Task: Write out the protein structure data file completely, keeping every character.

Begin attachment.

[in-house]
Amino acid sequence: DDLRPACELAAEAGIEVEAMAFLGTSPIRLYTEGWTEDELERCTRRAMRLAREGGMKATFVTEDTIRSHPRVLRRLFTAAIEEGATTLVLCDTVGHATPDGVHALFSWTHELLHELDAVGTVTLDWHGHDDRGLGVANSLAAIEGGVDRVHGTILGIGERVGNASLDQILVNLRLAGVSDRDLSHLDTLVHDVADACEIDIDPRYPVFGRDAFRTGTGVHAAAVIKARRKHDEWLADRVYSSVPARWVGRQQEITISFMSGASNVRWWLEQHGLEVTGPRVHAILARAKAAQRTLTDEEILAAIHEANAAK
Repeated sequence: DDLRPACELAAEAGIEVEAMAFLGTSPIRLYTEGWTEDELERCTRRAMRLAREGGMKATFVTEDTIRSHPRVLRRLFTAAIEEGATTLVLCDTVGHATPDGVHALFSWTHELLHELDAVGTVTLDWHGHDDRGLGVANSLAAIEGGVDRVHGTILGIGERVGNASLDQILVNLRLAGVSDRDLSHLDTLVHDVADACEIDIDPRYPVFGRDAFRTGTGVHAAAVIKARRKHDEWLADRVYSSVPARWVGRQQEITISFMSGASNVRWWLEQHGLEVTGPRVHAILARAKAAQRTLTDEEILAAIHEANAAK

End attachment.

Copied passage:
[in-house]
Amino acid sequence: DDLRPACELAAEAGIEVEAMAFLGTSPIRLYTEGWTEDELERCTRRAMRLAREGGMKATFVTEDTIRSHPRVLRRLFTAAIEEGATTLVLCDTVGHATPDGVHALFSWTHELLHELDAVGTVTLDWHGHDDRGLGVANSLAAIEGGVDRVHGTILGIGERVGNASLDQILVNLRLAGVSDRDLSHLDTLVHDVADACEIDIDPRYPVFGRDAFRTGTGVHAAAVIKARRKHDEWLADRVYSSVPARWVGRQQEITISFMSGASNVRWWLEQHGLEVTGPRVHAILARAKAAQRTLTDEEILAAIHEANAAK
Repeated sequence: DDLRPACELAAEAGIEVEAMAFLGTSPIRLYTEGWTEDELERCTRRAMRLAREGGMKATFVTEDTIRSHPRVLRRLFTAAIEEGATTLVLCDTVGHATPDGVHALFSWTHELLHELDAVGTVTLDWHGHDDRGLGVANSLAAIEGGVDRVHGTILGIGERVGNASLDQILVNLRLAGVSDRDLSHLDTLVHDVADACEIDIDPRYPVFGRDAFRTGTGVHAAAVIKARRKHDEWLADRVYSSVPARWVGRQQEITISFMSGASNVRWWLEQHGLEVTGPRVHAILARAKAAQRTLTDEEILAAIHEANAAK